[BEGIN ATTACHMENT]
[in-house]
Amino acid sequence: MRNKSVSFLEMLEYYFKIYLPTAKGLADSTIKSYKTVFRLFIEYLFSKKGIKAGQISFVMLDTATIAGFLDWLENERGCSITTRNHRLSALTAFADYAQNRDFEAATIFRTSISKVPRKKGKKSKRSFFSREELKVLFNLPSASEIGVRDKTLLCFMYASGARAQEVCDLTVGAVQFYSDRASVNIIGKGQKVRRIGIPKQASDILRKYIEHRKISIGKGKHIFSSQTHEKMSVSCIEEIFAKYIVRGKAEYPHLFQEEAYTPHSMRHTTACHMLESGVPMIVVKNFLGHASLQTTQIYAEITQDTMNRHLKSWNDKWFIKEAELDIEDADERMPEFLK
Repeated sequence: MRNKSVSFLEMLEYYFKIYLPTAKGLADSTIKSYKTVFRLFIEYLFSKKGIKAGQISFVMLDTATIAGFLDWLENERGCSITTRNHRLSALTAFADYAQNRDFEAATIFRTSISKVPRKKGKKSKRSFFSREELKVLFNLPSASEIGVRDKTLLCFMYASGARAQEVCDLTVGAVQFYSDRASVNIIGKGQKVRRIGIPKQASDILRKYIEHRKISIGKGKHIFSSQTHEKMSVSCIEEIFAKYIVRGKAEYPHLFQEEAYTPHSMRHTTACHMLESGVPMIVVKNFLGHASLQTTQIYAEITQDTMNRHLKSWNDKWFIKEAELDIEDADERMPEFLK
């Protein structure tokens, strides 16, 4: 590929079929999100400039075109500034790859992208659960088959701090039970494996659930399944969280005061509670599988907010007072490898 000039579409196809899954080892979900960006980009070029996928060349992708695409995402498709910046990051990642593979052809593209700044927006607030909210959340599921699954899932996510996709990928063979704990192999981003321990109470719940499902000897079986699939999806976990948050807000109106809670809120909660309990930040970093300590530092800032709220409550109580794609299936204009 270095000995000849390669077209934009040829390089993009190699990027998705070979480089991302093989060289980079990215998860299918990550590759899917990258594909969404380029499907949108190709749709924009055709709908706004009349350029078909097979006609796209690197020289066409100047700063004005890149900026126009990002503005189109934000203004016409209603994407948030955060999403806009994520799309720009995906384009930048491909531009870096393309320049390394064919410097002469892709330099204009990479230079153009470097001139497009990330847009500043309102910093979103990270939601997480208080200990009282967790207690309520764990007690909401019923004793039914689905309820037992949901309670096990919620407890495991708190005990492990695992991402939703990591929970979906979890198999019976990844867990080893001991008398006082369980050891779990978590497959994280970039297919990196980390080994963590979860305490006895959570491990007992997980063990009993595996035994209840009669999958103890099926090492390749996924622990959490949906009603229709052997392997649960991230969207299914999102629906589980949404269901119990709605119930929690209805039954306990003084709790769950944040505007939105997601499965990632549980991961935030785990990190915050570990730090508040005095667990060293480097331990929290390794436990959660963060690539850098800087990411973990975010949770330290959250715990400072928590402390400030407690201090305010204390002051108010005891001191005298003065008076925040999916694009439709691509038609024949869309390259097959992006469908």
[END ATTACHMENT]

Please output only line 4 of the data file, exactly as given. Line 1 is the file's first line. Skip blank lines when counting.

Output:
């Protein structure tokens, strides 16, 4: 590929079929999100400039075109500034790859992208659960088959701090039970494996659930399944969280005061509670599988907010007072490898 000039579409196809899954080892979900960006980009070029996928060349992708695409995402498709910046990051990642593979052809593209700044927006607030909210959340599921699954899932996510996709990928063979704990192999981003321990109470719940499902000897079986699939999806976990948050807000109106809670809120909660309990930040970093300590530092800032709220409550109580794609299936204009 270095000995000849390669077209934009040829390089993009190699990027998705070979480089991302093989060289980079990215998860299918990550590759899917990258594909969404380029499907949108190709749709924009055709709908706004009349350029078909097979006609796209690197020289066409100047700063004005890149900026126009990002503005189109934000203004016409209603994407948030955060999403806009994520799309720009995906384009930048491909531009870096393309320049390394064919410097002469892709330099204009990479230079153009470097001139497009990330847009500043309102910093979103990270939601997480208080200990009282967790207690309520764990007690909401019923004793039914689905309820037992949901309670096990919620407890495991708190005990492990695992991402939703990591929970979906979890198999019976990844867990080893001991008398006082369980050891779990978590497959994280970039297919990196980390080994963590979860305490006895959570491990007992997980063990009993595996035994209840009669999958103890099926090492390749996924622990959490949906009603229709052997392997649960991230969207299914999102629906589980949404269901119990709605119930929690209805039954306990003084709790769950944040505007939105997601499965990632549980991961935030785990990190915050570990730090508040005095667990060293480097331990929290390794436990959660963060690539850098800087990411973990975010949770330290959250715990400072928590402390400030407690201090305010204390002051108010005891001191005298003065008076925040999916694009439709691509038609024949869309390259097959992006469908």